Dec. 14, 2008, 1:57 p.m. CST
"we are KNOW familiar with all of his tricks" not "we are NO familiar". Damn abnormal brain.
Dec. 14, 2008, 2 p.m. CST
"We are NOW familiar" not KNOW. Going FULL RETARD people, look out.
Dec. 14, 2008, 2:24 p.m. CST
by Skyway Moaters
I like Nicholson quite a bit and have seen all the films you mention. My memory is a little foggy, but isn't his character in "The Last Detail" sort of like "RP McMurphy in a sailor suit"?
Dec. 14, 2008, 5:09 p.m. CST
I would put DeNiro in the same camp as Nicholson, more of the movie stars who have a very watchable natural chsrisma, while someone like Pacino, Sellers, DDL would be chameleons. Yes Pacino has had his yell-fest mode in the 90s but during his 70s/early 80s streak approximately from Panic at Needle Park to Scarface he has had the most varied performances of any actor ever, whereas DeNiro, speaking purely on performances and not their filmographies, lacks the range. Sure Travis Bickle was a powerhouse role and when under Scorsese's eye he does his best, but there's too much of the toughguy. I think the reason why many people pick DeNiro over Pacino is there's more of him to see since he has about twice Pacino's filmography, and has taken bit parts in a lot of the mainstream bigbudget type movies where Pacino is more picky since he goes for ones only if he likes the role.
Dec. 14, 2008, 8:31 p.m. CST
Ok, the character of "Bad Ass" Buddusky is pretty much R.P. Mc Murphy but with 100 more F bombs. <p> I won’t disagree with you Possor that Pacino had a very wide range of characters in the 70s, each vastly different from the other. In fact, in range of performances I don’t any actor can top what Pacino did 1971 (Panic in Needle Park) to 1983 (Scarface). I mean the same actor who brought us the controlled, ruthless and Machiavellian Michael from the “Godfather” movies is the same actor who played the the anxiety-ridden, desperate gay bank-robber in “Dog Day Afternoon” without reducing his performance into a joke. No wonder John Travolta had a poster of him on his wall! <p> But while DeNiro’s range might not have been as showcased as well in that period as Pacino’s, he still displayed a wide range. I mean Jon Rubin from “Greetings” & “Hi, Mom” is a far cry from incompetent baseball player in “Bang the Drum Slowly”, the self-destructive, impulsive Johnny Boy from “Mean Streets”, the dead on Brando reinterpretation in “The Godfather Part II”, the Irving Thalberg like movie mogul in “The Last Tycoon”, or the ambitious priest in “True Confessions”. And that isn’t even calculating his ability to literally physically transform himself for a part, which he did for “Raging Bull”. <p> A teacher of mine once told me that while “Birth of a Nation”, “Citizen Kane” and “Breathless” were the films that changed the language of cinema and how one made films, certain performances changed how one views film acting. Lon Chaney used groundbreaking makeup and characterizations to bring people to life; James Cagney in “Public Enemy” & Edward G. Robinson in “Little Caeser” put the wooden, bland actors to pasture; Henry Fonda in “Grapes of Wrath” introduced us to a more naturalistic approach to acting; Brando in “On the Waterfront” showed us method acting; and DeNiro in “Raging Bull” introduced the concept of actors actually physically transforming themselves to resemble and actor instead of resorting to makeup, camera tricks or the audiences willingness to suspend disbelief.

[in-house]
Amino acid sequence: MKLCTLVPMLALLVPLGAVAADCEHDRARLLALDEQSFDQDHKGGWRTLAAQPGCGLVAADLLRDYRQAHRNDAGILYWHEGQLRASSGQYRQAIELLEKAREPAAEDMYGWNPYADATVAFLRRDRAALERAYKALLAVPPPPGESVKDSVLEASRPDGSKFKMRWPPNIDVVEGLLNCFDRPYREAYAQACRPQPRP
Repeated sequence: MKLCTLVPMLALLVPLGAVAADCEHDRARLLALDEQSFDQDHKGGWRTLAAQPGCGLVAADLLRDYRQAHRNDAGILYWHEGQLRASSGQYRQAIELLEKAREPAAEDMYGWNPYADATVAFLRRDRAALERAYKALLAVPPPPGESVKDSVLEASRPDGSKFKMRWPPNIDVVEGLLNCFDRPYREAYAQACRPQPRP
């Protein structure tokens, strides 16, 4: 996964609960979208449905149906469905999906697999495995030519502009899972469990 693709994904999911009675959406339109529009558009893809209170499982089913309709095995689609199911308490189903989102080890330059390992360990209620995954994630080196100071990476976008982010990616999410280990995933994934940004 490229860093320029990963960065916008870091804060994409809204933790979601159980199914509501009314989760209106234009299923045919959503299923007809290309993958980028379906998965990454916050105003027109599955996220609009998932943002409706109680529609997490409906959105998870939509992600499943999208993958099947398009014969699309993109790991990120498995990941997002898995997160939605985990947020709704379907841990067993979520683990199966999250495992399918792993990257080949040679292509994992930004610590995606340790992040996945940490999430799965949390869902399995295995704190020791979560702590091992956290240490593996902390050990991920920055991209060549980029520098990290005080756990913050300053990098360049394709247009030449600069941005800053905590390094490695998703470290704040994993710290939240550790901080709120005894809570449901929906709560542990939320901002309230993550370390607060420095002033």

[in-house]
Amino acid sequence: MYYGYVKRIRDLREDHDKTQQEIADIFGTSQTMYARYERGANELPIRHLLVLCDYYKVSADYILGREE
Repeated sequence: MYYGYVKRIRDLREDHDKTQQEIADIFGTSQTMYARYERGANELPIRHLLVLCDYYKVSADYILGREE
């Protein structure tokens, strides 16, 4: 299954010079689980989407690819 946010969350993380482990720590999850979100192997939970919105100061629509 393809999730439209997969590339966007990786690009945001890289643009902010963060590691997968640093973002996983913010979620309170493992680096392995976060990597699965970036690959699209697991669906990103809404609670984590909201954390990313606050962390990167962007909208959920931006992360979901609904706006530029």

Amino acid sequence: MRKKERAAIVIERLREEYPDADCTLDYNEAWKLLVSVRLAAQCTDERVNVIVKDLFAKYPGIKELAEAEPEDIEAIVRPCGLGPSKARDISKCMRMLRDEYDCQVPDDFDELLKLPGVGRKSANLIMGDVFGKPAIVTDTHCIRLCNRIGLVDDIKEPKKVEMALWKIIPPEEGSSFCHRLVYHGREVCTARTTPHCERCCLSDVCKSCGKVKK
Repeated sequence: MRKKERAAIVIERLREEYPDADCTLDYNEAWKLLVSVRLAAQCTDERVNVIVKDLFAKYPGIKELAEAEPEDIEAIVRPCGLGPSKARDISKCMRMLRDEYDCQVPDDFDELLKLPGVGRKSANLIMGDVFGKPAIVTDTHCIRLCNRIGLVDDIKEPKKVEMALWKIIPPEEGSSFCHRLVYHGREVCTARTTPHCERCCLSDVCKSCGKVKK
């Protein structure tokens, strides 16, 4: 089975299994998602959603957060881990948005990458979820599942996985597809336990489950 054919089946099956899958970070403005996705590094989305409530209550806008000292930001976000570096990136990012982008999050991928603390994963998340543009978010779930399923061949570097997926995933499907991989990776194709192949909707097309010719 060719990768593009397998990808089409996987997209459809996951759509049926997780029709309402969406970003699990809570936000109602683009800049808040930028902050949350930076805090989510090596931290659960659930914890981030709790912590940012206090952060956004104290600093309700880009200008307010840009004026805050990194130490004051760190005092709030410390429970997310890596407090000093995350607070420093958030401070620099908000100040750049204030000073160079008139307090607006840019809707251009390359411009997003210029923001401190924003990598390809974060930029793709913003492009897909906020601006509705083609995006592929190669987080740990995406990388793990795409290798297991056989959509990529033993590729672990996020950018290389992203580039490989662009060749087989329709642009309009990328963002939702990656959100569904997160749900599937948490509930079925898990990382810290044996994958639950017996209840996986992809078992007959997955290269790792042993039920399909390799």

Dec. 14, 2008, 8:53 p.m. CST
by Paul Bucciarelli
Regarding True Confessions, I remember reading an article at the time that talked about DeNiro putting on just enough weight to suggest that his character didn't engage in much physical activity. He moves in very precise and leisurely pace and has this slightly doughy look about him that's perfect.
Dec. 14, 2008, 9:21 p.m. CST
He did fall into that habit of playing himself a lot but I really enjoyed him in A Star is Born. His facial expression toward the end of the film when he overhears his wife's (I know, I know, Judy Garland, who was robbed for the Oscar for this) conversation about him was striking.
Dec. 14, 2008, 9:33 p.m. CST
These guys get bored after a while and start taking the easy roles and cashing checks. If you think about it after you win a boat load of awards and aclaim and there is nothing left to prove it must become terribly boring.
Dec. 14, 2008, 9:45 p.m. CST
My father is a big Peter Sellers fan, so he took the whole family to see this film when it first came out. Don't know if my 11 and 12 year old siblings liked it, but I was 9 and I dug the film. I didn't understand why Shirley MacLaine was giggling and laughing on the bed at the time, but when I saw the film as an adult I felt sorry for my parents taking me to that film! I'll bet they were glad I never asked them to explain that scene at the time. <p> The film was run on TV when I was a little older, and I remember wanting to see the credits to watch the gag reel at the end. They didn't run it - they just showed TV static and unfocused images behind the credits. Was that the original ending that Sellers wanted? That whole "I have a message for Raphael" bit was just so hilarious, but it didn't fit the tone of the film at all. <p> This was one of the first films I bought on Laserdisc (!) in the early 90's. When Forrest Gump came out I made a point of showing this flick to my movie-buff friends, as Gump was often compared to Being There. It's a great film - can't wait to watch it again! Time to fire up my laserdisc player - anyone out there still use there LD player besides me?